- The Washington Times - Tuesday, August 19, 2003

Americans take to the hills and highways in August. For the serious food lover, debates about where to eat rank right up there with which national park to visit. And vacationers can droop with disappointment when there is only fast food or greasy spoons to fuel them.

Many summers ago I learned about real road food from Swiss friends who took me on a trek through the Swiss Alps. Each morning before we headed out for another beautiful village or peak, my host would pack the car with a large basket of food.

The basket was our road food: ingredients for delicious meals prepared and eaten al fresco.

Sometimes we had a marinated salad or a chilled vegetable soup. A selection of dark breads, including a fresh baguette, always peaked from our rucksack. We’d hunt down local farm stands for fresh cherries or apricots, handmade cheese or pate. Sometimes a small stove would heat a chicken or saute fresh mushrooms to go over pasta. American fast food seemed very far away.

I came home spoiled. When my husband and I decided to spend two weeks canoeing the Boundary Waters Wilderness of northern Minnesota, I was determined to bring along excellent trail food.

Three favorite recipes from that trip are still in my at-home repertoire. Of particular importance to backpackers, these recipes don’t take up much space but are tasty on the trail.

Fresh corn cakes

1 cup cornmeal

cup flour

cup wheat germ

cup instant dry milk powder

teaspoon salt

1 cups water

2 tablespoons olive oil

1 tablespoon honey

Kernels from 1 ear corn

In large mixing bowl combine cornmeal, flour, wheat germ, dry milk and salt. Stir in water, oil and honey. Mix well. Stir in corn.

Lightly brush a 10-inch nonstick skillet with oil. Set over medium-high heat. When oil is hot, pour in cup batter for each pancake.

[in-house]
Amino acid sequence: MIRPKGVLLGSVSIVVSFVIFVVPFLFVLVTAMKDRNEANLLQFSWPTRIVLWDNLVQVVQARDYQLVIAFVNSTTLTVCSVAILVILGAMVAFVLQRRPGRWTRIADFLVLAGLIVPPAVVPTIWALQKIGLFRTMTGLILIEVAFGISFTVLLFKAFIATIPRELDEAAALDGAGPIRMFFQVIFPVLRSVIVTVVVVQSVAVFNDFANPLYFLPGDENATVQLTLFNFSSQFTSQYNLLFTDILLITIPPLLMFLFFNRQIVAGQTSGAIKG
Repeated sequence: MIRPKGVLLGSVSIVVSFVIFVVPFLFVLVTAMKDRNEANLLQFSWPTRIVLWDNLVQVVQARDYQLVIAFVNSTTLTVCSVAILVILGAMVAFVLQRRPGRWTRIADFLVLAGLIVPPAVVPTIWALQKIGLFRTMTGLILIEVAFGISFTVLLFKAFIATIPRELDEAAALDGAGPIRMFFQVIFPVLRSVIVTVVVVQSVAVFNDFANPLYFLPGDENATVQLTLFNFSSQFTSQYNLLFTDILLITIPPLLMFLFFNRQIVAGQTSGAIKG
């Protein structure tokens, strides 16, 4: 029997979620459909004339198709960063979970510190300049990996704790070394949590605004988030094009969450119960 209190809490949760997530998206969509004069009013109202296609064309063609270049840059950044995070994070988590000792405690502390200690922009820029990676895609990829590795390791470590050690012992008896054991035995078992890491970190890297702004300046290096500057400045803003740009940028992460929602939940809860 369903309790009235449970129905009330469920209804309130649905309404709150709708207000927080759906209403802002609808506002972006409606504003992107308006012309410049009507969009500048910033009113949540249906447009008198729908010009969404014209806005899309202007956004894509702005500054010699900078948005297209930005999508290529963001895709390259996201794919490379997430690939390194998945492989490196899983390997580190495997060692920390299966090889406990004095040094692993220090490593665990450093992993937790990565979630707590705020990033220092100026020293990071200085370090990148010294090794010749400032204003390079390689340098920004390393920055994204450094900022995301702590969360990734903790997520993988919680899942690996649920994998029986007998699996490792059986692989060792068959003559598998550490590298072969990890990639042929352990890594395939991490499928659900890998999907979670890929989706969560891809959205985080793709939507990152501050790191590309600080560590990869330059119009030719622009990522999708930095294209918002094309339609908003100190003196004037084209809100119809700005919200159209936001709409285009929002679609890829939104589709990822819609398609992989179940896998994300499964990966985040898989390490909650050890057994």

Cook until bubbles appear. Flip and cook other side until golden brown and cooked through. Repeat with remaining batter. Makes 3 to 4 servings.

Sun-dried tomato pasta with feta

2 tablespoons olive oil

2 leeks, sliced

1 cup chopped broccoli florets

1 red bell pepper, cubed

4 to 6 slices sun-dried tomatoes (not oil-packed), chopped

2 cloves garlic, minced

2 tablespoons chopped fresh parsley

teaspoon dried basil

teaspoon dried oregano

Salt, pepper

4 cups cooked hot spaghetti

cup grated Parmesan cheese

4 ounces crumbled feta cheese

Set a 10-inch nonstick skillet over medium-high heat; add oil. When oil is hot, add leeks. Cook, stirring, 1 minute, or until soft. Add broccoli and red bell pepper. Cook, stirring occasionally, 3 minutes, or until broccoli is bright green. Add tomatoes and garlic; cook 1 minute. Add parsley, basil and oregano. Stir well, cover and cook, stirring occasionally, for 5 minutes, or until flavors blend. Add salt and pepper to taste. Toss with spaghetti. Add Parmesan and feta. Makes 4 to 6 servings.

Campfire raclette

This treat is adapted from the Swiss ski food, raclette, for which a wheel of cheese is melted by the fire and then scraped onto bread.

1 baguette, sliced in thirds, then again lengthwise

4 ounces Gruyere or Emmenthaler (Swiss) cheese

4 dill pickles, sliced lengthwise

Toast bread on grill or campfire. Place cheese on heat-proof plate next to fire. As cheese melts, scrape off onto toasted bread. Top with sliced pickles. Makes 4 to 6 servings.

TRIBUNE MEDIA SERVICES INTERNATIONAL

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